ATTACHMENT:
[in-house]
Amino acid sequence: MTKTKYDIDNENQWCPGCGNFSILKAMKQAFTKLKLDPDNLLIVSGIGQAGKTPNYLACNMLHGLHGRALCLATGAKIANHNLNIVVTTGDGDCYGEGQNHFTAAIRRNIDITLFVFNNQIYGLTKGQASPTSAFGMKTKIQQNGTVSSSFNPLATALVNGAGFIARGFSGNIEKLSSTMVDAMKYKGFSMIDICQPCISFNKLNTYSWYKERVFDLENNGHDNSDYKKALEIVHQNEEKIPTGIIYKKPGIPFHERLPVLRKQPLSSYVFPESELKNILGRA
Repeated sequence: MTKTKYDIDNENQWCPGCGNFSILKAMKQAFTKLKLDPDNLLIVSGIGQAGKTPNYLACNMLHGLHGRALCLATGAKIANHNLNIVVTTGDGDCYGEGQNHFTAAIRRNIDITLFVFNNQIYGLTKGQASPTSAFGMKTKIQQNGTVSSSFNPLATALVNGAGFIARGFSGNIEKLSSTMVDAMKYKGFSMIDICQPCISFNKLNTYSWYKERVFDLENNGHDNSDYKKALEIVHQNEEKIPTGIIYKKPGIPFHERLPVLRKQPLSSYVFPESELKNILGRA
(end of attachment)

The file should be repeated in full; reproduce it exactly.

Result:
[in-house]
Amino acid sequence: MTKTKYDIDNENQWCPGCGNFSILKAMKQAFTKLKLDPDNLLIVSGIGQAGKTPNYLACNMLHGLHGRALCLATGAKIANHNLNIVVTTGDGDCYGEGQNHFTAAIRRNIDITLFVFNNQIYGLTKGQASPTSAFGMKTKIQQNGTVSSSFNPLATALVNGAGFIARGFSGNIEKLSSTMVDAMKYKGFSMIDICQPCISFNKLNTYSWYKERVFDLENNGHDNSDYKKALEIVHQNEEKIPTGIIYKKPGIPFHERLPVLRKQPLSSYVFPESELKNILGRA
Repeated sequence: MTKTKYDIDNENQWCPGCGNFSILKAMKQAFTKLKLDPDNLLIVSGIGQAGKTPNYLACNMLHGLHGRALCLATGAKIANHNLNIVVTTGDGDCYGEGQNHFTAAIRRNIDITLFVFNNQIYGLTKGQASPTSAFGMKTKIQQNGTVSSSFNPLATALVNGAGFIARGFSGNIEKLSSTMVDAMKYKGFSMIDICQPCISFNKLNTYSWYKERVFDLENNGHDNSDYKKALEIVHQNEEKIPTGIIYKKPGIPFHERLPVLRKQPLSSYVFPESELKNILGRA